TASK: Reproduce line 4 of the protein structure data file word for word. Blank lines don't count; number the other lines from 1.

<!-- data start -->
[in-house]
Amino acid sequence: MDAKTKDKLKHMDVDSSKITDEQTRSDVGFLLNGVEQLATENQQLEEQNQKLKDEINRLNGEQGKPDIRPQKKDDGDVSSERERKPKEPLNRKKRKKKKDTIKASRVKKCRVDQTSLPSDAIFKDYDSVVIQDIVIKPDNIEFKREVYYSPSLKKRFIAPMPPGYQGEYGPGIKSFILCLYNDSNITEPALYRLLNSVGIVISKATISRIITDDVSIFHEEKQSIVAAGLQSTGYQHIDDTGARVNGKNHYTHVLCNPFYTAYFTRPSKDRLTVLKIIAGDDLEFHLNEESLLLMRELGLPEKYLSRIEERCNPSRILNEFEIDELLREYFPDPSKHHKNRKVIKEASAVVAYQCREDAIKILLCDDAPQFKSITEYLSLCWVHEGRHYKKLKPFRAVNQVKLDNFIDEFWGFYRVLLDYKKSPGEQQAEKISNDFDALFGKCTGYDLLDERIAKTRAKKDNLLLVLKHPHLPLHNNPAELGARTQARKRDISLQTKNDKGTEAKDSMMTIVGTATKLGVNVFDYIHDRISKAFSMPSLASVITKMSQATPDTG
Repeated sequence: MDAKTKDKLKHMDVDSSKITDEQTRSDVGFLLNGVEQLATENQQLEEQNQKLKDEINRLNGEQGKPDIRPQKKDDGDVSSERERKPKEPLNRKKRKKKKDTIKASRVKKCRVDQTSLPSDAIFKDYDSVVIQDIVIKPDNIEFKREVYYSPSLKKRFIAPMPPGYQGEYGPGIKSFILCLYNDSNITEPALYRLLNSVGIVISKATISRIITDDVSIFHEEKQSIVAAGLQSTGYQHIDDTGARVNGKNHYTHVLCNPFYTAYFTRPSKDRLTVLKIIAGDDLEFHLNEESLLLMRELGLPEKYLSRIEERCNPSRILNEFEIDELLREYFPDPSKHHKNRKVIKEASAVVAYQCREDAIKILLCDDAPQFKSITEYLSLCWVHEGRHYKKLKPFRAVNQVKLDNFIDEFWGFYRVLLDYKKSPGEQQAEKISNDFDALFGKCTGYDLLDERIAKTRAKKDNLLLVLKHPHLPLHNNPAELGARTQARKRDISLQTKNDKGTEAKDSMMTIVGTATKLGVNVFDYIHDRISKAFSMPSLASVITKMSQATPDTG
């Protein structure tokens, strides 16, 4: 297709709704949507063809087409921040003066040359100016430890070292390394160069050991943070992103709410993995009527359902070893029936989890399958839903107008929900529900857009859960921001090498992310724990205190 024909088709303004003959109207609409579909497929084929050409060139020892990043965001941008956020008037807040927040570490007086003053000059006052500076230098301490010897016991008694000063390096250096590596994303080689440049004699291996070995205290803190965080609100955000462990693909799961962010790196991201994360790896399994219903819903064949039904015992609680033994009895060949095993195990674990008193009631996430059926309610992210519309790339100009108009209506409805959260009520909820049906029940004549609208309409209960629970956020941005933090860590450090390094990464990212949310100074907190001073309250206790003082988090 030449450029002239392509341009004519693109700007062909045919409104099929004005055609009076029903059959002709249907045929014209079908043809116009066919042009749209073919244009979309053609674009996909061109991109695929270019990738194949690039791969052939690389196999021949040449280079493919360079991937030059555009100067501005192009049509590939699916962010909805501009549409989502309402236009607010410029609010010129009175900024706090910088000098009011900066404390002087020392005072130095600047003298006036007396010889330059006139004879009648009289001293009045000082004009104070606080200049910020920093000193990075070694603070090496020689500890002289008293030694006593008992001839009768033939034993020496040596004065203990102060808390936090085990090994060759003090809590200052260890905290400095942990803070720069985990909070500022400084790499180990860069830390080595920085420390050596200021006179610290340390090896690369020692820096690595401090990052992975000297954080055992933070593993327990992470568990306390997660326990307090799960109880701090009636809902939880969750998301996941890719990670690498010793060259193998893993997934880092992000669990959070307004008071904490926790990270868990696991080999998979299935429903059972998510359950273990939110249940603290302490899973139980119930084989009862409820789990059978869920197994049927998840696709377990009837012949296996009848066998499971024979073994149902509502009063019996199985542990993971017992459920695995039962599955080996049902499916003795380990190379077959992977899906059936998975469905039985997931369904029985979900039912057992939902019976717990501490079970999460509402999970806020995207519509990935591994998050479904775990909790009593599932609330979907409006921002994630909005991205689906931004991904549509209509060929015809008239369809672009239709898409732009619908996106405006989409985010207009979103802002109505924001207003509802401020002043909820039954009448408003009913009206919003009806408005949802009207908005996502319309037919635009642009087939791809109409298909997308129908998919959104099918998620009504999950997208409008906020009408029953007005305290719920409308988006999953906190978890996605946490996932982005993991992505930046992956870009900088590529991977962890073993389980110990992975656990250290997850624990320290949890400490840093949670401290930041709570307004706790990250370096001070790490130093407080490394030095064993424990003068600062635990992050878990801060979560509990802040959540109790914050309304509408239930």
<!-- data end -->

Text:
């Protein structure tokens, strides 16, 4: 297709709704949507063809087409921040003066040359100016430890070292390394160069050991943070992103709410993995009527359902070893029936989890399958839903107008929900529900857009859960921001090498992310724990205190 024909088709303004003959109207609409579909497929084929050409060139020892990043965001941008956020008037807040927040570490007086003053000059006052500076230098301490010897016991008694000063390096250096590596994303080689440049004699291996070995205290803190965080609100955000462990693909799961962010790196991201994360790896399994219903819903064949039904015992609680033994009895060949095993195990674990008193009631996430059926309610992210519309790339100009108009209506409805959260009520909820049906029940004549609208309409209960629970956020941005933090860590450090390094990464990212949310100074907190001073309250206790003082988090 030449450029002239392509341009004519693109700007062909045919409104099929004005055609009076029903059959002709249907045929014209079908043809116009066919042009749209073919244009979309053609674009996909061109991109695929270019990738194949690039791969052939690389196999021949040449280079493919360079991937030059555009100067501005192009049509590939699916962010909805501009549409989502309402236009607010410029609010010129009175900024706090910088000098009011900066404390002087020392005072130095600047003298006036007396010889330059006139004879009648009289001293009045000082004009104070606080200049910020920093000193990075070694603070090496020689500890002289008293030694006593008992001839009768033939034993020496040596004065203990102060808390936090085990090994060759003090809590200052260890905290400095942990803070720069985990909070500022400084790499180990860069830390080595920085420390050596200021006179610290340390090896690369020692820096690595401090990052992975000297954080055992933070593993327990992470568990306390997660326990307090799960109880701090009636809902939880969750998301996941890719990670690498010793060259193998893993997934880092992000669990959070307004008071904490926790990270868990696991080999998979299935429903059972998510359950273990939110249940603290302490899973139980119930084989009862409820789990059978869920197994049927998840696709377990009837012949296996009848066998499971024979073994149902509502009063019996199985542990993971017992459920695995039962599955080996049902499916003795380990190379077959992977899906059936998975469905039985997931369904029985979900039912057992939902019976717990501490079970999460509402999970806020995207519509990935591994998050479904775990909790009593599932609330979907409006921002994630909005991205689906931004991904549509209509060929015809008239369809672009239709898409732009619908996106405006989409985010207009979103802002109505924001207003509802401020002043909820039954009448408003009913009206919003009806408005949802009207908005996502319309037919635009642009087939791809109409298909997308129908998919959104099918998620009504999950997208409008906020009408029953007005305290719920409308988006999953906190978890996605946490996932982005993991992505930046992956870009900088590529991977962890073993389980110990992975656990250290997850624990320290949890400490840093949670401290930041709570307004706790990250370096001070790490130093407080490394030095064993424990003068600062635990992050878990801060979560509990802040959540109790914050309304509408239930």